Back in January I started the new year with a new job. Since then, I have had the great privilege of getting to know the Royal Society’s collections as Archivist for the Early Collections. I’m the latest in a long line of custodians to all the institutional records from the founding of the Society in 1660 up to 1900, as well as looking after manuscripts by and about Fellows of the Society. Along with taking on some less common archivist’s duties (such as clock winding and bell ringing – don’t ask), I’m trying to cram over 350 years of institutional history into my head and remember which archive records it can be found in.
The general manuscripts collection in the Royal Society archive alone contains nearly 10,000 sets of records and papers, ranging from single volumes to series of correspondence containing hundreds of letters. The subject coverage is just as broad, showing the evolution of scientific understanding and study over the centuries of the Society’s existence, from schools of thought which we now consider outside the realm of science such as astrology and alchemy, to the earliest scientific papers on nuclear chain reactions.
As someone new to this role, every enquiry sent in from a researcher or Fellow is an opportunity for me to discover more about the amazing historical collections of the Society. After receiving an enquiry from Norway about the papers of nuclear physicists Hans von Halban and Lew Kowarski, I was intrigued to find that there are documents here with incredible significance to nuclear science. The circumstances in which they came to be in the Royal Society archive are rather unusual too, and therefore I decided to catalogue these manuscripts as my first mini-project as Archivist.
Cataloguing and improving access to collections is part of my job, but it’s also sometimes an archivist’s remit to keep information confidential when required, for example to protect personal data. In the case of Halban and Kowarski, the papers were deposited with the Royal Society on the understanding that they be sealed ‘until conditions allow’ them to be published. The year was 1941 and the ‘condition’ that made it imprudent to publish the papers was the Second World War. The papers contained highly secret information on the components needed to make a nuclear reactor and how to create plutonium from uranium.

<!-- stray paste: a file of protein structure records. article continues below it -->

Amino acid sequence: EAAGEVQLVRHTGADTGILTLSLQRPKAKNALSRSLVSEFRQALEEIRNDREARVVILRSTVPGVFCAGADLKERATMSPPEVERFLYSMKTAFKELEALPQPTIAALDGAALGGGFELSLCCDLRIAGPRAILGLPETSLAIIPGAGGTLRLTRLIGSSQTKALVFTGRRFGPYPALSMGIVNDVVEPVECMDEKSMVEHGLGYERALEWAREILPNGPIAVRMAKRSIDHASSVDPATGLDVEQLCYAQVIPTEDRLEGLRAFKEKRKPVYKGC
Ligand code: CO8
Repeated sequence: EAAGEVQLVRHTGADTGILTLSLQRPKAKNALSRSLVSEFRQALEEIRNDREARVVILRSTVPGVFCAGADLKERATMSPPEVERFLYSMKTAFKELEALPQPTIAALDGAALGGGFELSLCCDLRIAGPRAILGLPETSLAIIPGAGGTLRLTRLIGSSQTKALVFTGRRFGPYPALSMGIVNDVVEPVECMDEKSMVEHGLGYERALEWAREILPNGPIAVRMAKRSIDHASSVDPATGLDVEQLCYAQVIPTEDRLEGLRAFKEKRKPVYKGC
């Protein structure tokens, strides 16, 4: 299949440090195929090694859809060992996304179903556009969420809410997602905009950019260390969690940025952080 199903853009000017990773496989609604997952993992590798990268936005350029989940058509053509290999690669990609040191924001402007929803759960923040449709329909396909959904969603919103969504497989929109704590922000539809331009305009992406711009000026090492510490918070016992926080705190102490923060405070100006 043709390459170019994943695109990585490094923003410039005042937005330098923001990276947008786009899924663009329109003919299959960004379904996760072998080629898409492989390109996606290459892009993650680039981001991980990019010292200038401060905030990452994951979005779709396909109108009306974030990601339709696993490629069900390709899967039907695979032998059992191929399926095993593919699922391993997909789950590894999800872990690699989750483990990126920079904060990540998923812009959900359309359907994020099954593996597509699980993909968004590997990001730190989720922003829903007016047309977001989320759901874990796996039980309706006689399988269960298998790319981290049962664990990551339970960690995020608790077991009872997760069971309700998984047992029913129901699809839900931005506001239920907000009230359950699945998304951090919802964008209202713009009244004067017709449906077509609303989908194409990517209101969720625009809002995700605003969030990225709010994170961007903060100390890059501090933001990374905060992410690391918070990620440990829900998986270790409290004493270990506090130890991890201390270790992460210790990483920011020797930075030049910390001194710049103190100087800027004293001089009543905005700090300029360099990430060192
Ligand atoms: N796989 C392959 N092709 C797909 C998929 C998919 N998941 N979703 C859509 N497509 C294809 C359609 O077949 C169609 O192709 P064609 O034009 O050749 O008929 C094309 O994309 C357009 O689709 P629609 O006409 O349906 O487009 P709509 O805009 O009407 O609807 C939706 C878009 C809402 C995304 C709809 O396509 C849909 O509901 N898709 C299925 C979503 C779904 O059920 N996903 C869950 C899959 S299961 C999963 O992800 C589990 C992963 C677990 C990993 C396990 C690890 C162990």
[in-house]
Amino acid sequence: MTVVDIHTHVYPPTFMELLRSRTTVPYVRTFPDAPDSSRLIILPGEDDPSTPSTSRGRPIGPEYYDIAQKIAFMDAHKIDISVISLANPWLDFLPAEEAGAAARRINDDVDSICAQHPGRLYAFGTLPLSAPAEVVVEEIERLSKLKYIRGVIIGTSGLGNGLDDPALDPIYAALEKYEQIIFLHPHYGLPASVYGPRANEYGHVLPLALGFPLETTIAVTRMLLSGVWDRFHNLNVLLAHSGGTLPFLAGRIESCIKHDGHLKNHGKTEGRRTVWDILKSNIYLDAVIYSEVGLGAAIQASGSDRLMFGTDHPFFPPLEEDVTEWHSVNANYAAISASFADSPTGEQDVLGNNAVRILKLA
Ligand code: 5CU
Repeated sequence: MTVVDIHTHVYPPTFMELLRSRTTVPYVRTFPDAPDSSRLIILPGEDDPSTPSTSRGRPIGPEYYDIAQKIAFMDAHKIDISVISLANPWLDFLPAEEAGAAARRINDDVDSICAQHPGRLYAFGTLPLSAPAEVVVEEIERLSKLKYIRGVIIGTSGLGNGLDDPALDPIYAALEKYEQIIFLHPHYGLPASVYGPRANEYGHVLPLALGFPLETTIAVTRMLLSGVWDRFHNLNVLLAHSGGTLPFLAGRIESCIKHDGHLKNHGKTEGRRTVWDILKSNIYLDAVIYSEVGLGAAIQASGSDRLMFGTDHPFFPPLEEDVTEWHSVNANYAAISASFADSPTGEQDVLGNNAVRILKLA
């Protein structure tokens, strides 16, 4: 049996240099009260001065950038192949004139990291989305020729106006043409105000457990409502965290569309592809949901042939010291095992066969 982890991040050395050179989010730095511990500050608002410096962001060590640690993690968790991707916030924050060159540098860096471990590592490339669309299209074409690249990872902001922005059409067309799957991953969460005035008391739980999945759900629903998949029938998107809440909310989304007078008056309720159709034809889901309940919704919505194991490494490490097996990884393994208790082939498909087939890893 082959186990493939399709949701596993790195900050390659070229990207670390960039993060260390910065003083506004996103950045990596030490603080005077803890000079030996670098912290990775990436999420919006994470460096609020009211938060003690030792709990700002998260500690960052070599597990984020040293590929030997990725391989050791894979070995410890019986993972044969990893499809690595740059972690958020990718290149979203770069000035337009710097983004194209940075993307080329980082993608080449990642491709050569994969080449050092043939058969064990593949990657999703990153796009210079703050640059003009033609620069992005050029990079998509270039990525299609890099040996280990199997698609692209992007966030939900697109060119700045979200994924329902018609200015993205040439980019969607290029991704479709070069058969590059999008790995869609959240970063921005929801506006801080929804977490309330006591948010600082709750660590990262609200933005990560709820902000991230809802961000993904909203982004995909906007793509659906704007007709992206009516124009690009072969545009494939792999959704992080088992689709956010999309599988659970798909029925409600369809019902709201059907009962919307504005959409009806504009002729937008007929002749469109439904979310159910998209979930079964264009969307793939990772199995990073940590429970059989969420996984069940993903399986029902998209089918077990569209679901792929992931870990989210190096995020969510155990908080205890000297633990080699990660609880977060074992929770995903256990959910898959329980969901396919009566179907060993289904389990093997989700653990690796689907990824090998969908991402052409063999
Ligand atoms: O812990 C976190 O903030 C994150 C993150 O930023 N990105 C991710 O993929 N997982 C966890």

During the early years of the war, Hitler’s Germany was investing considerable resources into nuclear research under the auspices of the ‘Uranium Club’, with the aim of weaponising the splitting of the atom (fission). They were not alone – in Paris, a team led by Frédéric Joliot-Curie was attacking similar nuclear problems. Hans von Halban and Lew Kowarski belonged to this group, and their scientific papers show their interest in moderators to the fission process – substances that might enable sustained nuclear chain reactions. They concluded that both heavy water and graphite had the necessary properties. When the French secretly procured the only existing stockpile of heavy water (from the Norsk Hydro factory in Norway), it became clear that the Germans were also interested and consequently may already have been researching an atomic bomb.
We can’t know what the consequences might have been if Halban and Kowarski’s findings had been lost. The German Uranium Club programme concluded by 1942 that nuclear fission was a technology unlikely to have significant impact on winning the war and directed their resources elsewhere. Our two scientists, having escaped occupied France bearing their papers, drums of heavy water and radium, continued their nuclear research with colleagues at Cambridge’s Cavendish Laboratory. They became part of the ‘Tube Alloys Project’, the unprepossessing code name for British clandestine wartime research into nuclear weapons. Later, they would liaise with the better-known Manhattan Project, the consequences of which were earth-shattering.
Meanwhile, Halban and Kowarski’s papers slumbered in the Royal Society Archive, kept in wax-sealed envelopes and locked away. Finally, they were opened on 31 May 2007 when physicist Brian Cox broke the seals to mark the 75th anniversary of James Chadwick’s discovery of the neutron. From Chadwick’s landmark discovery in 1932 to the first test detonation of an atomic bomb by the Manhattan Project in 1945 took just 13 years, surely one of the swiftest ever evolutions of a scientific discovery.